RE: Playing in tune
The Iceman wroteth:
> ...It is through this awareness of each note created that the serious
> begins to hone his craft. With repetition and muscle memory, it is slowly
> absorbed into your technique and eventually becomes quite effortless.
> WARNING - this is not for the faint hearted or lazy. It is only for those
> that wish to rise to an extraordinary level.
> The Iceman
Larry, I want to hone my craft. I wonder if you would be so kind as to
share some practical insights and/or practice techniques or tools to help me
learn how to achieve this kind of "total" awareness of the notes I play? Do
you suggest I use a computer program like the one Pat suggested for learning
how to play in tune? Or do you use a tuner or other device like a drone as
Pat also suggests? My tuner can generate tones. I could try to practice
hitting those same tones. Mojo Red plays along with a piano, which I don't
have access to. Can you improve your ability to play in tune by playing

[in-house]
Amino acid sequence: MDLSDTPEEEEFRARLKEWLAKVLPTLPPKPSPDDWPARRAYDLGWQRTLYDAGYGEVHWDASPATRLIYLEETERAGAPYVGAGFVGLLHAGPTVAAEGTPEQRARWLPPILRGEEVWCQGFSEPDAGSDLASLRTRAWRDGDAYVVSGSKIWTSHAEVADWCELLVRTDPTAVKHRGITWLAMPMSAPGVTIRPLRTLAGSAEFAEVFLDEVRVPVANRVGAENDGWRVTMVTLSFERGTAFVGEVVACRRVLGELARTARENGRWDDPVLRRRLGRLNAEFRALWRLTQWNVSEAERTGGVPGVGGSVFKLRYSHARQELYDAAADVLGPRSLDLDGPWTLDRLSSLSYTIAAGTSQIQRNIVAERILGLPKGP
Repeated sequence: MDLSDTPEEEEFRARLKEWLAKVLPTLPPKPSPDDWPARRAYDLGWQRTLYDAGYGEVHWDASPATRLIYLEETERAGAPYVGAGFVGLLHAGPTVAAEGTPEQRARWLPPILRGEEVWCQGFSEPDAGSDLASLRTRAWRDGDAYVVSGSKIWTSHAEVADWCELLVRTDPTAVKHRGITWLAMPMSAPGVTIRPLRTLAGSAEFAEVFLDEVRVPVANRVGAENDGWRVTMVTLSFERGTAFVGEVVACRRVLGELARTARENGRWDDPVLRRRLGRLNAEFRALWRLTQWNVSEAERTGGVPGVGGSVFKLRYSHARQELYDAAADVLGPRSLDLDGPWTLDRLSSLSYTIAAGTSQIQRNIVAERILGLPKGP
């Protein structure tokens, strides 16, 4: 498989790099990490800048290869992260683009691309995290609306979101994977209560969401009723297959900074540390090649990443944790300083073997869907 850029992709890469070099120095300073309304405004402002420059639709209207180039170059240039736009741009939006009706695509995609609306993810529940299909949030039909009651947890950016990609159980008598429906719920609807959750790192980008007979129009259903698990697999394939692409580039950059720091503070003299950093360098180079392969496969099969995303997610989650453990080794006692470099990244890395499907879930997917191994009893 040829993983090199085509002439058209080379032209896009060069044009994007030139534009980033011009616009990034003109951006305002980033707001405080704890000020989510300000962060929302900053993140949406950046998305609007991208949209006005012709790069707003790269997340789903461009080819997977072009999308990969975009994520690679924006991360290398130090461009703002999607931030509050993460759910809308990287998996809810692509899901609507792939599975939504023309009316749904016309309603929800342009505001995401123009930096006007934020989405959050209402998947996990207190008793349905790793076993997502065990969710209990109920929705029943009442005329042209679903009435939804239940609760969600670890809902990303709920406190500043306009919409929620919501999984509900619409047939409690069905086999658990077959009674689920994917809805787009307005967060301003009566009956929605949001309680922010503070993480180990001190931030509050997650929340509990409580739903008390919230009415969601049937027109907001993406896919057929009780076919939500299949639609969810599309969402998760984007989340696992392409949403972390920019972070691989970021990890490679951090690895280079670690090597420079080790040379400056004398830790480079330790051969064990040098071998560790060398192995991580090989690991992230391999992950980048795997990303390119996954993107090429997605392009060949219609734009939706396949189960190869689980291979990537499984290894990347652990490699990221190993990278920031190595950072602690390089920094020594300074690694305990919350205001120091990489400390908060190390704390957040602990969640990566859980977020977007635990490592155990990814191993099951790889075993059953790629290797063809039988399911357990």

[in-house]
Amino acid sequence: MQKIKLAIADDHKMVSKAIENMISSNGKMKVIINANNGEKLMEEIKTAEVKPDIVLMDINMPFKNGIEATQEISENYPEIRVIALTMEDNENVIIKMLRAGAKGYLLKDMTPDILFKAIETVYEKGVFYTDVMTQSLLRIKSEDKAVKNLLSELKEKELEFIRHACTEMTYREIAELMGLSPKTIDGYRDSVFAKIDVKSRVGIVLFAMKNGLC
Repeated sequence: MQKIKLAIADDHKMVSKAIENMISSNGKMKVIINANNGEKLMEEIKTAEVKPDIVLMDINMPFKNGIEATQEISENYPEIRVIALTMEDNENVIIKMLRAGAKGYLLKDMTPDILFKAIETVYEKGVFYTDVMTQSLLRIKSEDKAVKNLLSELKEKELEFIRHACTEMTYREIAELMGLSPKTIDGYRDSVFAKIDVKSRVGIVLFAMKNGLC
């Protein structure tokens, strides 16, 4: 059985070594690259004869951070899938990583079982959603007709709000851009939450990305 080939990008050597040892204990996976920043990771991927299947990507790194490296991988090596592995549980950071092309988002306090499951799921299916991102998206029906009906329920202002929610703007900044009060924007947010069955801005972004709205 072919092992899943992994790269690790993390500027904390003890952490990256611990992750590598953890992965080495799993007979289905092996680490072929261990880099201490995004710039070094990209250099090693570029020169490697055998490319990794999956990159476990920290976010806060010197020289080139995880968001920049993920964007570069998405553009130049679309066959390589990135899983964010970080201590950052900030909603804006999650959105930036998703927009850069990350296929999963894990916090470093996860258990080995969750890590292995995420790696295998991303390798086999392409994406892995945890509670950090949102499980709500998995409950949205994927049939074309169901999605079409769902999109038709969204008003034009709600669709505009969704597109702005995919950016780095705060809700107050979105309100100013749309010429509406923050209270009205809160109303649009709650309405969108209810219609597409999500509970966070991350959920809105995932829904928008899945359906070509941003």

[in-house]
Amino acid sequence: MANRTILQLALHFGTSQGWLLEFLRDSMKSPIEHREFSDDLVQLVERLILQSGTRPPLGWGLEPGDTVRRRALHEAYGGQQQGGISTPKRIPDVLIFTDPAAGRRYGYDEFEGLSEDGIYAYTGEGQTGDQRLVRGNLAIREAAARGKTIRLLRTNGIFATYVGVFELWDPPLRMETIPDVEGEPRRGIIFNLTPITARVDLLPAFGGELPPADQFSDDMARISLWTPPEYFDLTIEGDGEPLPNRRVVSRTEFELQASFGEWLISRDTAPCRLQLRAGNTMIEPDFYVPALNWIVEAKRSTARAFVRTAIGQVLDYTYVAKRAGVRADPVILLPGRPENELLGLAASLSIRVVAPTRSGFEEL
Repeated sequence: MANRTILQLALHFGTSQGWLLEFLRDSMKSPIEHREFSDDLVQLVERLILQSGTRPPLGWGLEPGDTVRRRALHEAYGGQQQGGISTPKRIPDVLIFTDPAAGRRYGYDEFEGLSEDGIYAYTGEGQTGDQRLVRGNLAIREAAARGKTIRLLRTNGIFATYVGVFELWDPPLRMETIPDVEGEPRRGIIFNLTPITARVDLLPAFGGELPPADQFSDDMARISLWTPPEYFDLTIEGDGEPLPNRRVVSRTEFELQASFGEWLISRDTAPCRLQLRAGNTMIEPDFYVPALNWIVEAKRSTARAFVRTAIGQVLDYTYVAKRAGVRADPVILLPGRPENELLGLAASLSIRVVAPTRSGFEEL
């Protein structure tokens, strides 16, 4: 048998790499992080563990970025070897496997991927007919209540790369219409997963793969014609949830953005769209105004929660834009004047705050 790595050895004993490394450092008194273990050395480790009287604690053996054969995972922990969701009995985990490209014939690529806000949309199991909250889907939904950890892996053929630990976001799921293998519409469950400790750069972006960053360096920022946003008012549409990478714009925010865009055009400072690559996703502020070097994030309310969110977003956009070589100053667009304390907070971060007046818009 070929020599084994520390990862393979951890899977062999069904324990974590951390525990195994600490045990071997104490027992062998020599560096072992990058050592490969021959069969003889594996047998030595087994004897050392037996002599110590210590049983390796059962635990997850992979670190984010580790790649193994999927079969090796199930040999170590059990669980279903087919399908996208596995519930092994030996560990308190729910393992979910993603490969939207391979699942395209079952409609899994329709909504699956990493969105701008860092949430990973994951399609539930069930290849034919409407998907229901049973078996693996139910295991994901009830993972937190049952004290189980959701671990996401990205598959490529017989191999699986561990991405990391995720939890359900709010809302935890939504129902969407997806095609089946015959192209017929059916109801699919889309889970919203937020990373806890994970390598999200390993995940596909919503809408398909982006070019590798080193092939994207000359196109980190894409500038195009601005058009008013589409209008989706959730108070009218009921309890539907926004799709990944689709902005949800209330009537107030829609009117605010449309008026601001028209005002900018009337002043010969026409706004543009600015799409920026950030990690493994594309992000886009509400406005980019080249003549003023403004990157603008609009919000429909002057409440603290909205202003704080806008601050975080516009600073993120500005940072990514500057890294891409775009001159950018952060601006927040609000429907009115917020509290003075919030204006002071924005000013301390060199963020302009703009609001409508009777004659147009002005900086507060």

along with records (even in light of the variability of tone on recordings,
especially the old ones I love), or is it better to play "solo", perhaps
recording yourself and playing it back against some reference tone.
In terms of actually playing music on a harmonica, it is so easy for a reed
to be a few cents off tune or for your techique to not be "spot-on", it
occurs to me that one must develop "The Ear" so that you can compensate for
instrument-related variations in tune. Or must one be born with "The Ear"
to achieve "total" awareness of tone? I think I have a pretty good ear but
I certainly don't have perfect pitch, so being "in tune" is highly
contextually dependent for me. In the end it seems to me like you want to
play in "relative" tune with the other musicians you play with. In a group
setting, being absolutely in tune is a bit moot if ~everyone~ isn't spot on.
Or am I wrong?
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